That made us really optimistic about the while process going that smoothly, but of course it hasn't. We left the transmission on a piece of cardboard in the port half of the salon, and the next morning it was soaked with oil. It was leaking from the shaft seal. I brought the transmission to Kevin's shop and in short order got some very bad news. There was water in the transmission oil, and Kevin had talked to ZF and they said it would need new bearings, seals and races. Add in Kevin's labor, and it was just cheaper to get a new transmission. I had previously checked the oil after the transmission got dunked, and it seemed clean, but I apparently didn't get my tube quite deep enough into the transmission's innards. This really sucks, because as you may recall I just replaced the transmission in Cape May in September 2017. The good news was that ZF was able to rush a replacement from Florida to St. Thomas and it should arrive tomorrow or the next day, beating the engine here and probably not slowing down our timeline. It'll set us back an extra $2800 for now, but we added it to the insurance claim. We'll see how that shakes out, our insurance company has been pretty unresponsive but seems to finally have kicked things into high gear today. I'll be calling them daily to keep them on point.

Other than that, I've been busy in the engine room. The ultimate goal for the next week is to clean and repaint the bilge, get new bilge pumps secured in place, clean up the wiring and plumbing, and add new insulation to all the walls we didn't do last year. To just get started on that required removing quite a few hoses, engine mounts, and miscellaneous items. Cleaning has proven a pretty huge and disgusting chore, made worse by the flooding that spread the accumulated sludge to every corner of the bilge. I spent much of today literally head down in the bilge. I looked like Swamp Thing by the end. But it's finally clean, I started standing today and will start painting tomorrow, the bilge pumps are done, much of the wiring and plumbing cleanup is done, and we're ready to start prettying up the engine room with new insulation. They don't give that stuff away, by the way. The local Budget Marine charged $120 for a 3x4 sheet. Fortunately I also had about that much left over from our previous engine room project. Hopefully we'll have enough.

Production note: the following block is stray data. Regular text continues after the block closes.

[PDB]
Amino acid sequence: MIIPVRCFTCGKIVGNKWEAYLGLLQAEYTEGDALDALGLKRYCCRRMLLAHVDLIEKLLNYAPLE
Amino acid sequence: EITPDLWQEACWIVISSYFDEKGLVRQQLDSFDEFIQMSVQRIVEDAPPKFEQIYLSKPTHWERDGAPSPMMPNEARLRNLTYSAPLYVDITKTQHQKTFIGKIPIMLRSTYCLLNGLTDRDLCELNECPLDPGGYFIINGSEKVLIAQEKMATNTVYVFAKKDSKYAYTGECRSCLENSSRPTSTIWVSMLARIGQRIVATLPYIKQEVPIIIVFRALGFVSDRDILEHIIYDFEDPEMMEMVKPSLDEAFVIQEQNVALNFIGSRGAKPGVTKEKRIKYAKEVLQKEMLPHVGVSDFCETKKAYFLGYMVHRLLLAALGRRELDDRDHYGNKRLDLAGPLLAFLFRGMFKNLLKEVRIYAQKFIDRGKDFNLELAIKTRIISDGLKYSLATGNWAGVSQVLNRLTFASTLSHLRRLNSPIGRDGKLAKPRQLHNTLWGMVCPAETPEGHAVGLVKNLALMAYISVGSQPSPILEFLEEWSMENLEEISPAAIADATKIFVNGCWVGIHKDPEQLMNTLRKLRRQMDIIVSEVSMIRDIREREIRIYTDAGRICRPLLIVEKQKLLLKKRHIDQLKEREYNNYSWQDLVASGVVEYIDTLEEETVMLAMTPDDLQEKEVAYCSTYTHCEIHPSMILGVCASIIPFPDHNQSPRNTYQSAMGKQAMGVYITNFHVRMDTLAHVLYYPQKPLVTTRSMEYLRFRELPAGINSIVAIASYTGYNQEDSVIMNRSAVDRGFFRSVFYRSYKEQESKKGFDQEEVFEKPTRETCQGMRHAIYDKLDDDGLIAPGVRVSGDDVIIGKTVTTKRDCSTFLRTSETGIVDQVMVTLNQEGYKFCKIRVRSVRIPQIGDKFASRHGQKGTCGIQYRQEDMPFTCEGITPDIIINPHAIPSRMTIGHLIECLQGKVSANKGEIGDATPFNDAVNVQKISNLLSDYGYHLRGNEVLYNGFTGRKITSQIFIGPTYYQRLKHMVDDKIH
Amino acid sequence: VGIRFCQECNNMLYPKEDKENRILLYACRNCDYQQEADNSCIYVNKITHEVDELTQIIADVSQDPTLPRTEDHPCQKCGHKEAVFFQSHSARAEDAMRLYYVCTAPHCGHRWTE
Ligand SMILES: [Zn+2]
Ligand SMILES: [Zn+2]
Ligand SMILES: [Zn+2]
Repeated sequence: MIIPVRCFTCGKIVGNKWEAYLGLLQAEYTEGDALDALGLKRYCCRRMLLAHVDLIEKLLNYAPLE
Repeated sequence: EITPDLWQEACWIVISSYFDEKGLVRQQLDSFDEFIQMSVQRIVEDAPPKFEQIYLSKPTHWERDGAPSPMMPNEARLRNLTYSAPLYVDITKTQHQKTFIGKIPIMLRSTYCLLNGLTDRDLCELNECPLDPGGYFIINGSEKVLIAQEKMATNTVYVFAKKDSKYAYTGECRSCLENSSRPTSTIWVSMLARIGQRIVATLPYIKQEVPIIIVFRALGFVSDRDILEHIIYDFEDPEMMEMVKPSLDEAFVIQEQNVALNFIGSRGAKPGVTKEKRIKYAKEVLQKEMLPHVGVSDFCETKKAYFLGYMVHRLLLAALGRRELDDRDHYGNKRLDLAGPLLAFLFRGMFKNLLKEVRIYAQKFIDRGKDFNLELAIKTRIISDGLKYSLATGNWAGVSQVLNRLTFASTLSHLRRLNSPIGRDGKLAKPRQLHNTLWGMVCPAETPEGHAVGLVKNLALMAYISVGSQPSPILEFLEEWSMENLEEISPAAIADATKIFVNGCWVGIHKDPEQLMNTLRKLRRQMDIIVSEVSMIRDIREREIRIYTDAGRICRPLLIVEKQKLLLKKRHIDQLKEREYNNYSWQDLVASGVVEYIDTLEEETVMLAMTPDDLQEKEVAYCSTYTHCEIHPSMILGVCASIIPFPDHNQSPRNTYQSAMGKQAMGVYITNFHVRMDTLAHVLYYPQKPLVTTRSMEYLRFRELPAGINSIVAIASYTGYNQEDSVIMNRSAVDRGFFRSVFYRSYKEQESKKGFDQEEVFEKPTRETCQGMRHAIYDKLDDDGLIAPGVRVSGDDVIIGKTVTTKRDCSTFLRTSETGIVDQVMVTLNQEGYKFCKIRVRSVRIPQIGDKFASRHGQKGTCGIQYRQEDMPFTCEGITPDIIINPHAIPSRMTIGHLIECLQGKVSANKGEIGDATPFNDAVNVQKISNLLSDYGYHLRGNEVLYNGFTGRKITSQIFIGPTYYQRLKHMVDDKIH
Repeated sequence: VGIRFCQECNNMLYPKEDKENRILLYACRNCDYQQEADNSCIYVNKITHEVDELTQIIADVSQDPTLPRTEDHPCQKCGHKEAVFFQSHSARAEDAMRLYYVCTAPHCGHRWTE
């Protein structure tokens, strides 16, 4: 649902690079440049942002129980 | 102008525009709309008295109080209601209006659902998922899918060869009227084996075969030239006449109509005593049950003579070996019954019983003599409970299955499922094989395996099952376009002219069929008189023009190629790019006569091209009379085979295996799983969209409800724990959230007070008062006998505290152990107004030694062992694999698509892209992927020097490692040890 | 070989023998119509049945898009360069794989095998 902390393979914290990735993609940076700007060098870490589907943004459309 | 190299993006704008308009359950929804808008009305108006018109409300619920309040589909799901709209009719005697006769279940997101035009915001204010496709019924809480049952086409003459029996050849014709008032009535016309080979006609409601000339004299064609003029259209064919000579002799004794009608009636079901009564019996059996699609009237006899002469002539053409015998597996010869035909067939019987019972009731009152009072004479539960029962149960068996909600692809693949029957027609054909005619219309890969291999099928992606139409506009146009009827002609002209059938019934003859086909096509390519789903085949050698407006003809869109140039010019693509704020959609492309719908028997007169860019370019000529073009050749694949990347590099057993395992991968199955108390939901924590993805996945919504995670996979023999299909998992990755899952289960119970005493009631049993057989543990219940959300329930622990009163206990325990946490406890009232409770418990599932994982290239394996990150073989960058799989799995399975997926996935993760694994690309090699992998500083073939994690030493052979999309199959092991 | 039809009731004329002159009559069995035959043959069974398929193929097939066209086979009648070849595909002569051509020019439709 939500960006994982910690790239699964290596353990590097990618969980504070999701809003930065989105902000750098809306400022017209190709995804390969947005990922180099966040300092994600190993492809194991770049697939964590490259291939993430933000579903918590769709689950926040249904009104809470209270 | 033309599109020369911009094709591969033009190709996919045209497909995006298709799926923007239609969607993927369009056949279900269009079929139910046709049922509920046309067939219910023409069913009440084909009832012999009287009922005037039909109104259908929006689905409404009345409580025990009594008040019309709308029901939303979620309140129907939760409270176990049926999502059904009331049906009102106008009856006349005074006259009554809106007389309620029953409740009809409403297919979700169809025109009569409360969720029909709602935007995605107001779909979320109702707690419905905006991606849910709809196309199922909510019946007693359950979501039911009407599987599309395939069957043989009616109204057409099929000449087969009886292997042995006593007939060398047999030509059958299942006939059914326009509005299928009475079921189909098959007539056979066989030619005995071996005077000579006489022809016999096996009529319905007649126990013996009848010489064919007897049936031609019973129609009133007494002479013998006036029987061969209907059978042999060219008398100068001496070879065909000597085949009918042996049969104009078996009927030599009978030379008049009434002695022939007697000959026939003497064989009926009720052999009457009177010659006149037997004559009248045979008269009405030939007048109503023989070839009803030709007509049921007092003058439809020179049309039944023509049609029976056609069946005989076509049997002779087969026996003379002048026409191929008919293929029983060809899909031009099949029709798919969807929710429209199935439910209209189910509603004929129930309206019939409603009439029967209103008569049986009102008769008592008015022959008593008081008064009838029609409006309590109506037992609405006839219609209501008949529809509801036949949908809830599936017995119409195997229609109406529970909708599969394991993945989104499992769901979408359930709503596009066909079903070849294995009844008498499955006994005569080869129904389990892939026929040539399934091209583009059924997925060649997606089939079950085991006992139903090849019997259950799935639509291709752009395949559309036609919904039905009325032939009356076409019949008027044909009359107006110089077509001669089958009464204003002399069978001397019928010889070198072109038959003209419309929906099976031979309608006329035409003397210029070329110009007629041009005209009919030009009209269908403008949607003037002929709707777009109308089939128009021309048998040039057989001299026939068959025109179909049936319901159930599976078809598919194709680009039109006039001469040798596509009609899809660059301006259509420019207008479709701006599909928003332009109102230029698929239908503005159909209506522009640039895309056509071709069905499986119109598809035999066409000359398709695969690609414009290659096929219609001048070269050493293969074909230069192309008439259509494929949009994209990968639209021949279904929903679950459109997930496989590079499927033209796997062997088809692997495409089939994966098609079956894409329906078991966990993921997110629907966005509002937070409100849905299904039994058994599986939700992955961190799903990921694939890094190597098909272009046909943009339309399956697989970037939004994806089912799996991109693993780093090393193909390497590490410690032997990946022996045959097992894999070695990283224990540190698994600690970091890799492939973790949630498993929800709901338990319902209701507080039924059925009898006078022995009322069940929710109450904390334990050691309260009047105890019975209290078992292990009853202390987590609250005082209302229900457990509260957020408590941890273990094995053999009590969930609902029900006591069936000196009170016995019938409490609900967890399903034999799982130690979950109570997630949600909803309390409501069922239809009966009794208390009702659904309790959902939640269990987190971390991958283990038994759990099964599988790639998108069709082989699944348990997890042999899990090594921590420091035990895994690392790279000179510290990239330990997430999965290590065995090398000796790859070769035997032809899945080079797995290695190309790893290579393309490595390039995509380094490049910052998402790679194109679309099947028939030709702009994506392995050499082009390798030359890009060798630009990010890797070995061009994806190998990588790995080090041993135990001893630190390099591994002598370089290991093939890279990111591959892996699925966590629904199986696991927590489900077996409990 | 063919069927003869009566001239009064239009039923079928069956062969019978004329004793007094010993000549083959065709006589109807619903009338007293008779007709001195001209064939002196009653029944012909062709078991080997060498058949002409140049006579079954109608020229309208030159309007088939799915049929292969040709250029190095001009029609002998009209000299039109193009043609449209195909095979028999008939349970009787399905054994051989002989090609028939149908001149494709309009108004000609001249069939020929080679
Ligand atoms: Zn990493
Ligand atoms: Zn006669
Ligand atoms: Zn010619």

Meanwhile the engine supposedly made it on the boat today, should get here Friday, and will be available for pickup Monday. We're planning on Tuesday and Wednesday for installation, and weather permitting we're hoping to head to St. Maarten ASAP, skipping the BVI altogether this time. We're eager to get this big project behind us and get on with our cruising season. 

Monday, December 3, 2018

Season Opener

Oh, how good it felt to get off the dock! With all the frustration over the engine and the rolling delays at our hot, airless slip in Puerto del Rey, we’d almost forgotten the point of living on a boat. And then we got to Culebra and enjoyed a starfilled night at anchor in the beautiful, breezy Dakity anchorage, and everything made sense again. We enjoyed a 4-day, 3-night minicruise to start our season before taking a dock again in St. Thomas to begin our repower project, and it was just what we needed before taking on this challenge.

We left Puerto del Rey on the morning of Weds, Nov 28th, after saying our goodbyes to various friends there and relieving Stephen & Luiza of S/V Carpe Ventum (buddy boat from last year) of their Sailrite LSZ-1, as they’re headed back to the states to sell the boat, get hitched, and begin land life together. We were off the dock about an hour later than intended, at 10:15am, and no sooner had we cleared the breakwater than the engine overheat alarm went off. I glanced at the water temp gauge; it was pegged. There was just enough wind to sail, about 8-10 knots from the SSE, so I cut the engine to idle and headed upwind, Dawn heaved up the mainsail, and I killed the engine as we slowly drifted away from the reef at 2 knots. Once she got the boat cleaned up we put out the Yankee and the staysail, and then enjoyed a calm, beautiful 4-5-knot close-to-beam reach. I put both rods out and caught two fish, a barracuda and an edible-size bar jack. I kept the latter and we grilled it up Friday night. I also lost a lure to a hard strike.